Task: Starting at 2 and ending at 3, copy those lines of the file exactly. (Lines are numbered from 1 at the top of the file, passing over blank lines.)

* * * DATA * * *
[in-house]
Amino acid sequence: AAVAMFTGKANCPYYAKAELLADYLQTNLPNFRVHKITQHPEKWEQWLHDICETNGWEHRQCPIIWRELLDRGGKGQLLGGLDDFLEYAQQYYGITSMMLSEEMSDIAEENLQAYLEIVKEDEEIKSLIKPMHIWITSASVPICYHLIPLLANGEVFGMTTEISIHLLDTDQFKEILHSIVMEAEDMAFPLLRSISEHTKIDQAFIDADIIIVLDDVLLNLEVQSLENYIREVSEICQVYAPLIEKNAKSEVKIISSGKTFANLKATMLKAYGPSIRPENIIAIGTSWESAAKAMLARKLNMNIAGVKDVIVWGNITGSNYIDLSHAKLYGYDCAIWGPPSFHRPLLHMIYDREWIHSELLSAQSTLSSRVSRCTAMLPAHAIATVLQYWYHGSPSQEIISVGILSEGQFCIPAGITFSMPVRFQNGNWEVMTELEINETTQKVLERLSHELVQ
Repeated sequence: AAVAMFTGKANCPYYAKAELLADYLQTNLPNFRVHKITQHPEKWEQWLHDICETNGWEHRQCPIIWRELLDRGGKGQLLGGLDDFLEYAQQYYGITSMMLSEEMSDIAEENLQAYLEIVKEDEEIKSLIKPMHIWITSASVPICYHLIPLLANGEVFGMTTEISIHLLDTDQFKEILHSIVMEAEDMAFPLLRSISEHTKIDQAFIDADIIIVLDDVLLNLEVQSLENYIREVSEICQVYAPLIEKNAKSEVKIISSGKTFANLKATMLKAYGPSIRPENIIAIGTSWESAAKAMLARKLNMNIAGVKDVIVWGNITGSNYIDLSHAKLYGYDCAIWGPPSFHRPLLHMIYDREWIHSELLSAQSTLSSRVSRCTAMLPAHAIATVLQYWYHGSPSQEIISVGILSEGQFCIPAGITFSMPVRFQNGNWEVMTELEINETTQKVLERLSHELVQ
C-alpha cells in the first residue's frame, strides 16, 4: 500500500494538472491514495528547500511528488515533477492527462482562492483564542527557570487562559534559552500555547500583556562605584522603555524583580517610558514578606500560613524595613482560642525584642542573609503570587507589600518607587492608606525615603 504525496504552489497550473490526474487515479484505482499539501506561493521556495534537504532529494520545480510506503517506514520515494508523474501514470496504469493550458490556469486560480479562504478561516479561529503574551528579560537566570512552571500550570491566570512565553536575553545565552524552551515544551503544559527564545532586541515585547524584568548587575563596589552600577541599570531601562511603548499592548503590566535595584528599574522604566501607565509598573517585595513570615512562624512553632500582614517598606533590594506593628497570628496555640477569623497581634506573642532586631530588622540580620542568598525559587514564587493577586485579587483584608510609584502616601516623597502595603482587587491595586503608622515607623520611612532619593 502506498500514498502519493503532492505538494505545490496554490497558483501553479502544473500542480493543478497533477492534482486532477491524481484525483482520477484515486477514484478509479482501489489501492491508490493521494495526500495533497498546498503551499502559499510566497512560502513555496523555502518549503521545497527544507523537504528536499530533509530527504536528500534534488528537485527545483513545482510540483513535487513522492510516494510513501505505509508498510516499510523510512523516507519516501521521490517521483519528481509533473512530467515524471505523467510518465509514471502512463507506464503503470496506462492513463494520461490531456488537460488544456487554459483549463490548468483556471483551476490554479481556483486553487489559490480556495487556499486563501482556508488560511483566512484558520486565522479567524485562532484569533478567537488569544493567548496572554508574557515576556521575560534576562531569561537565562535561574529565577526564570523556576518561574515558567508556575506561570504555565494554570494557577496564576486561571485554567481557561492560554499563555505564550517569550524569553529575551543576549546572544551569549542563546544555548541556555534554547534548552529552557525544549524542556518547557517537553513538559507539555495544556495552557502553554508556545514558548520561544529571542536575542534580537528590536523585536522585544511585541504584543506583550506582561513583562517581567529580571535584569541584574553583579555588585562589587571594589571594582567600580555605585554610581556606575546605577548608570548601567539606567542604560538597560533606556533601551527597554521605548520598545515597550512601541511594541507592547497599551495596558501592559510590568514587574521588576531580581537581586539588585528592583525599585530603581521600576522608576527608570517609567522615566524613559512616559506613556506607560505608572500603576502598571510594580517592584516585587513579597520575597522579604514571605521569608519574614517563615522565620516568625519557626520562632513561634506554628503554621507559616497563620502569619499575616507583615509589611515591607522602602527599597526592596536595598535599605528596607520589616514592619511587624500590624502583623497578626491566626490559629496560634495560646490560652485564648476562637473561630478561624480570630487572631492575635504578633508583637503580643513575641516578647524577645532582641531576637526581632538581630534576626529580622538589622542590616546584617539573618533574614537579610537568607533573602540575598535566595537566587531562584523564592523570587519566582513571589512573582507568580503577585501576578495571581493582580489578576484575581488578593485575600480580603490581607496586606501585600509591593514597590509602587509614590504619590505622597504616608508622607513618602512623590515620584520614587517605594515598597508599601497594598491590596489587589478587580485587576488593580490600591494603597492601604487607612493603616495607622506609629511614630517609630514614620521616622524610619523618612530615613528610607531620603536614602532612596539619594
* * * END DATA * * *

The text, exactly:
Amino acid sequence: AAVAMFTGKANCPYYAKAELLADYLQTNLPNFRVHKITQHPEKWEQWLHDICETNGWEHRQCPIIWRELLDRGGKGQLLGGLDDFLEYAQQYYGITSMMLSEEMSDIAEENLQAYLEIVKEDEEIKSLIKPMHIWITSASVPICYHLIPLLANGEVFGMTTEISIHLLDTDQFKEILHSIVMEAEDMAFPLLRSISEHTKIDQAFIDADIIIVLDDVLLNLEVQSLENYIREVSEICQVYAPLIEKNAKSEVKIISSGKTFANLKATMLKAYGPSIRPENIIAIGTSWESAAKAMLARKLNMNIAGVKDVIVWGNITGSNYIDLSHAKLYGYDCAIWGPPSFHRPLLHMIYDREWIHSELLSAQSTLSSRVSRCTAMLPAHAIATVLQYWYHGSPSQEIISVGILSEGQFCIPAGITFSMPVRFQNGNWEVMTELEINETTQKVLERLSHELVQ
Repeated sequence: AAVAMFTGKANCPYYAKAELLADYLQTNLPNFRVHKITQHPEKWEQWLHDICETNGWEHRQCPIIWRELLDRGGKGQLLGGLDDFLEYAQQYYGITSMMLSEEMSDIAEENLQAYLEIVKEDEEIKSLIKPMHIWITSASVPICYHLIPLLANGEVFGMTTEISIHLLDTDQFKEILHSIVMEAEDMAFPLLRSISEHTKIDQAFIDADIIIVLDDVLLNLEVQSLENYIREVSEICQVYAPLIEKNAKSEVKIISSGKTFANLKATMLKAYGPSIRPENIIAIGTSWESAAKAMLARKLNMNIAGVKDVIVWGNITGSNYIDLSHAKLYGYDCAIWGPPSFHRPLLHMIYDREWIHSELLSAQSTLSSRVSRCTAMLPAHAIATVLQYWYHGSPSQEIISVGILSEGQFCIPAGITFSMPVRFQNGNWEVMTELEINETTQKVLERLSHELVQ